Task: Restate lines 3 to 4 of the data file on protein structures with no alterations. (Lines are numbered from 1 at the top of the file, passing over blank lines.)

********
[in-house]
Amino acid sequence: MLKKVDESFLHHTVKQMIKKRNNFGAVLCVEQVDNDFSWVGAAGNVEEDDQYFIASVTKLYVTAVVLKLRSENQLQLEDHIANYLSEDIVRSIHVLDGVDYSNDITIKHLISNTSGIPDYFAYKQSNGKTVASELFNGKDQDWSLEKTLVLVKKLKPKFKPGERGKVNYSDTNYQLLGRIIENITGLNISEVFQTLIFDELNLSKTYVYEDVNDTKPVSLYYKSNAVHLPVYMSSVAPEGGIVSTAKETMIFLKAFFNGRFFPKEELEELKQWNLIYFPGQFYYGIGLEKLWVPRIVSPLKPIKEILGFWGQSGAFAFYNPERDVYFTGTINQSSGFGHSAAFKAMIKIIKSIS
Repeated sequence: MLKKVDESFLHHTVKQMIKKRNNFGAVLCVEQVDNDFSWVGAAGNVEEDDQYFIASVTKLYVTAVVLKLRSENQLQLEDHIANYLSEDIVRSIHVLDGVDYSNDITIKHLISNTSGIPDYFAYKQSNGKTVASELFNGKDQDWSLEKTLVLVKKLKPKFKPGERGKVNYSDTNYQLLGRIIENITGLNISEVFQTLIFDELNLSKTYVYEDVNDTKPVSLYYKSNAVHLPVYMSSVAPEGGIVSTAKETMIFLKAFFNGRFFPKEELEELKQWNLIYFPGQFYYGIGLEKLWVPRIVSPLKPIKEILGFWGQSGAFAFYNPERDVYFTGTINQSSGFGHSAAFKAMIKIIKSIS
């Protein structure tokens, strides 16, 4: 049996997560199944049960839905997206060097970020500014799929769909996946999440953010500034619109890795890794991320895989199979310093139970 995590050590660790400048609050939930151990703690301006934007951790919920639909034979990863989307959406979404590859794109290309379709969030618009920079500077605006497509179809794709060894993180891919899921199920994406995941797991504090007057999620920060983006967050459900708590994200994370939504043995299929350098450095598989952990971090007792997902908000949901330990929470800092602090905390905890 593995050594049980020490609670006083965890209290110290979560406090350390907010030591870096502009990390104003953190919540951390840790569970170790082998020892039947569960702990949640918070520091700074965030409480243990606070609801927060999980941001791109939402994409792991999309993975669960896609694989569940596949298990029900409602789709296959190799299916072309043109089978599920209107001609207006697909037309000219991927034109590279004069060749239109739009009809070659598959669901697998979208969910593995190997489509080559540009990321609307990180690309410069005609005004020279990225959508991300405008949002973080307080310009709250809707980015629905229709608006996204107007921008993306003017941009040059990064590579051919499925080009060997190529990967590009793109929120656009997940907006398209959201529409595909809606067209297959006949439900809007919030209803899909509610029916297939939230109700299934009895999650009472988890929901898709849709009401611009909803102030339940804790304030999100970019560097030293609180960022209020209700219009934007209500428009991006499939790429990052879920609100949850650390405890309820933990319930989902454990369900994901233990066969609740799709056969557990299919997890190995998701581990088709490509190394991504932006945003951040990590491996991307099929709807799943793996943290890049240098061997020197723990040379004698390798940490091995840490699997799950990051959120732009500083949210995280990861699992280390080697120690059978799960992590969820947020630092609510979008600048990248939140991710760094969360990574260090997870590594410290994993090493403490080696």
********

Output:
Repeated sequence: MLKKVDESFLHHTVKQMIKKRNNFGAVLCVEQVDNDFSWVGAAGNVEEDDQYFIASVTKLYVTAVVLKLRSENQLQLEDHIANYLSEDIVRSIHVLDGVDYSNDITIKHLISNTSGIPDYFAYKQSNGKTVASELFNGKDQDWSLEKTLVLVKKLKPKFKPGERGKVNYSDTNYQLLGRIIENITGLNISEVFQTLIFDELNLSKTYVYEDVNDTKPVSLYYKSNAVHLPVYMSSVAPEGGIVSTAKETMIFLKAFFNGRFFPKEELEELKQWNLIYFPGQFYYGIGLEKLWVPRIVSPLKPIKEILGFWGQSGAFAFYNPERDVYFTGTINQSSGFGHSAAFKAMIKIIKSIS
């Protein structure tokens, strides 16, 4: 049996997560199944049960839905997206060097970020500014799929769909996946999440953010500034619109890795890794991320895989199979310093139970 995590050590660790400048609050939930151990703690301006934007951790919920639909034979990863989307959406979404590859794109290309379709969030618009920079500077605006497509179809794709060894993180891919899921199920994406995941797991504090007057999620920060983006967050459900708590994200994370939504043995299929350098450095598989952990971090007792997902908000949901330990929470800092602090905390905890 593995050594049980020490609670006083965890209290110290979560406090350390907010030591870096502009990390104003953190919540951390840790569970170790082998020892039947569960702990949640918070520091700074965030409480243990606070609801927060999980941001791109939402994409792991999309993975669960896609694989569940596949298990029900409602789709296959190799299916072309043109089978599920209107001609207006697909037309000219991927034109590279004069060749239109739009009809070659598959669901697998979208969910593995190997489509080559540009990321609307990180690309410069005609005004020279990225959508991300405008949002973080307080310009709250809707980015629905229709608006996204107007921008993306003017941009040059990064590579051919499925080009060997190529990967590009793109929120656009997940907006398209959201529409595909809606067209297959006949439900809007919030209803899909509610029916297939939230109700299934009895999650009472988890929901898709849709009401611009909803102030339940804790304030999100970019560097030293609180960022209020209700219009934007209500428009991006499939790429990052879920609100949850650390405890309820933990319930989902454990369900994901233990066969609740799709056969557990299919997890190995998701581990088709490509190394991504932006945003951040990590491996991307099929709807799943793996943290890049240098061997020197723990040379004698390798940490091995840490699997799950990051959120732009500083949210995280990861699992280390080697120690059978799960992590969820947020630092609510979008600048990248939140991710760094969360990574260090997870590594410290994993090493403490080696």